The 26-year-old man who was carjacked by Boston bombing suspects Tamerlan and Dzhokhar Tsarnaev last Thursday night finally got the chance to tell his story to The Boston Globe recently.
It is widely believed that the bombing suspects carjacked “Danny” — as he asked the Boston Globe to identify him — immediately after the fatal shooting of MIT police officer Sean Collier.
According to the Globe, Danny said Tamerlan immediately revealed himself to him as one of the Boston Marathon bombers after pointing a gun at him and ordering him to drive. He also told Danny that he had killed a policeman.
Danny, scared for his life, ended up discussing such divergent topics with the terror suspects as cars, women, student credit limits, and whether anyone still listened to CDs.
The Tsarnaev brothers spoke openly about traveling to New York City. At one point they asked Danny if his car could be driven out of state. Confused, Danny asked what they meant. "Like New York," one of them replied.
Danny told the Globe that Tamerlan got out of his car at one point to unload heavy bags from the car driven by Dzhokhar, which was behind Danny's. Danny reportedly placated the suspects by agreeing with Tamerlan when he surmised, "Maybe you think all white guys look the same."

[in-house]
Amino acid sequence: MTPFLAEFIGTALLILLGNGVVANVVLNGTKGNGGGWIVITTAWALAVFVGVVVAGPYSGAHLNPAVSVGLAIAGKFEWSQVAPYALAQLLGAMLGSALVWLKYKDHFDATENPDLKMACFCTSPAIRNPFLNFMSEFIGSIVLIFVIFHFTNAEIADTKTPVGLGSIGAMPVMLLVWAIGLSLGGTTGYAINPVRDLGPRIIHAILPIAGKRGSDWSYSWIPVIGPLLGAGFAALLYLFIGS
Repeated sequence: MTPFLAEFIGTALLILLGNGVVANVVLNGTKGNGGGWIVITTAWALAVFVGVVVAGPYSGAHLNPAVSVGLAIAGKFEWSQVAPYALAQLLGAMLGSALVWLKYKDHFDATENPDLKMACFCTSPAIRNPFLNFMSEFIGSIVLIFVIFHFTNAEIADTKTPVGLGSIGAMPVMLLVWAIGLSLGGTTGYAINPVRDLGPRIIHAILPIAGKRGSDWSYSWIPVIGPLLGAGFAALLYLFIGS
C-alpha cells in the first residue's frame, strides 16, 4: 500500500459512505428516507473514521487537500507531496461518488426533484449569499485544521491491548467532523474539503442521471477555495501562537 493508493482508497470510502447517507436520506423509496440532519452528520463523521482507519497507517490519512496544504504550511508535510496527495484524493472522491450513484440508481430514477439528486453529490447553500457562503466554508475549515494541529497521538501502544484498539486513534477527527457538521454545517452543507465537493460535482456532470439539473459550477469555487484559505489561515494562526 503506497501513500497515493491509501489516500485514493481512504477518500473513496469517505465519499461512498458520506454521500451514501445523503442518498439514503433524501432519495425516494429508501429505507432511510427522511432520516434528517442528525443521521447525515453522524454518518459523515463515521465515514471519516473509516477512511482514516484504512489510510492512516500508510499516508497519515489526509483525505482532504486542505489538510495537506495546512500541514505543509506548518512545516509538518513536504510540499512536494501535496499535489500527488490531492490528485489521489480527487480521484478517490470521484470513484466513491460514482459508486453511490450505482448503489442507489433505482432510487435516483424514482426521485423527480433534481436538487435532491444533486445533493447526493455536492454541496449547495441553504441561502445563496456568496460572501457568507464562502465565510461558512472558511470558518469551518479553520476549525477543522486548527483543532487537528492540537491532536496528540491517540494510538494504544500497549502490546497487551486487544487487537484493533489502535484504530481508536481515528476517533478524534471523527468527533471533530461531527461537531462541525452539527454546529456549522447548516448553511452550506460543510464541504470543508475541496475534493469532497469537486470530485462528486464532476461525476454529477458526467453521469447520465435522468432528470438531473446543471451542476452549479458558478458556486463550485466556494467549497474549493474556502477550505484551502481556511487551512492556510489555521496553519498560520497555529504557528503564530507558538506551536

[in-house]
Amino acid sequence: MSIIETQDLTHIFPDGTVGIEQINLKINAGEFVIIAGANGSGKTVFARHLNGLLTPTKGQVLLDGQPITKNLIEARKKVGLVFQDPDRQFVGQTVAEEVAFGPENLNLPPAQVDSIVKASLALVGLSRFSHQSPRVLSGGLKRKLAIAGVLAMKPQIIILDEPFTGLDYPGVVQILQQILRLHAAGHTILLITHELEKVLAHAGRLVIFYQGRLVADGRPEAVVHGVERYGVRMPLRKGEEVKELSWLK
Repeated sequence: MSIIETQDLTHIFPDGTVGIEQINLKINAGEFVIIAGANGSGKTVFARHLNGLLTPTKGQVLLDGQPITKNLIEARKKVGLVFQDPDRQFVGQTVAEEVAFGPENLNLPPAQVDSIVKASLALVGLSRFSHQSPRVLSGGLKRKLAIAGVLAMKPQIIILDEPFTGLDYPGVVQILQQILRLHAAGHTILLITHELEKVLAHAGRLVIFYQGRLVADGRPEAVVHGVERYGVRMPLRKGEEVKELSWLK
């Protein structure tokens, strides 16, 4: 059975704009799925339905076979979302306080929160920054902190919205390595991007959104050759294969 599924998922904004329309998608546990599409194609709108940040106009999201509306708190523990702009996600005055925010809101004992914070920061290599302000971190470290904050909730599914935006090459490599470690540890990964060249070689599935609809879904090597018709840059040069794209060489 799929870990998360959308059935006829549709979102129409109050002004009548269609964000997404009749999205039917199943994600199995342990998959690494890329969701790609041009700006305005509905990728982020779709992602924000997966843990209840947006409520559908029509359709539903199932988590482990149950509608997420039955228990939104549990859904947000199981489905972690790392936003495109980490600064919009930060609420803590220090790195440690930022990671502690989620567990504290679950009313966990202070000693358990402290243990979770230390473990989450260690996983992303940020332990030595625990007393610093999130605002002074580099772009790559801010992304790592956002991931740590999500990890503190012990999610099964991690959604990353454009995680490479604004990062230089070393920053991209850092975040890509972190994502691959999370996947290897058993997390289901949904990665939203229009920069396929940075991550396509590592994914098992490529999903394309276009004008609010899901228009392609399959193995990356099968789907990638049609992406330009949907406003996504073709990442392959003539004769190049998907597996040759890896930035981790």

Danny’s strategy was to lie and and stress his ethnicity (he is a Chinese national) by telling Tamerlan that he moved to the United States more recently than he actually had. When Tamerlan identified himself as Muslim, Danny replied, "Chinese are very friendly to Muslims."
Luckily, the car ran out of gas, and Danny was able to escape. With Dzhokhar now in the car, the trio went to a gas station. Dzhokhar was forced to pay in cash inside because the machine was not taking credit cards. When Tamerlan put down his gun to fiddle with a navigation device, Danny bolted from the car and ran to another nearby gas station, where he called 911.
Danny attended graduate school at Northeastern University in Boston, where he earned a master's degree in studied engineering. The 26-year-old currently works at a startup in Cambridge.
Source: The Boston Globe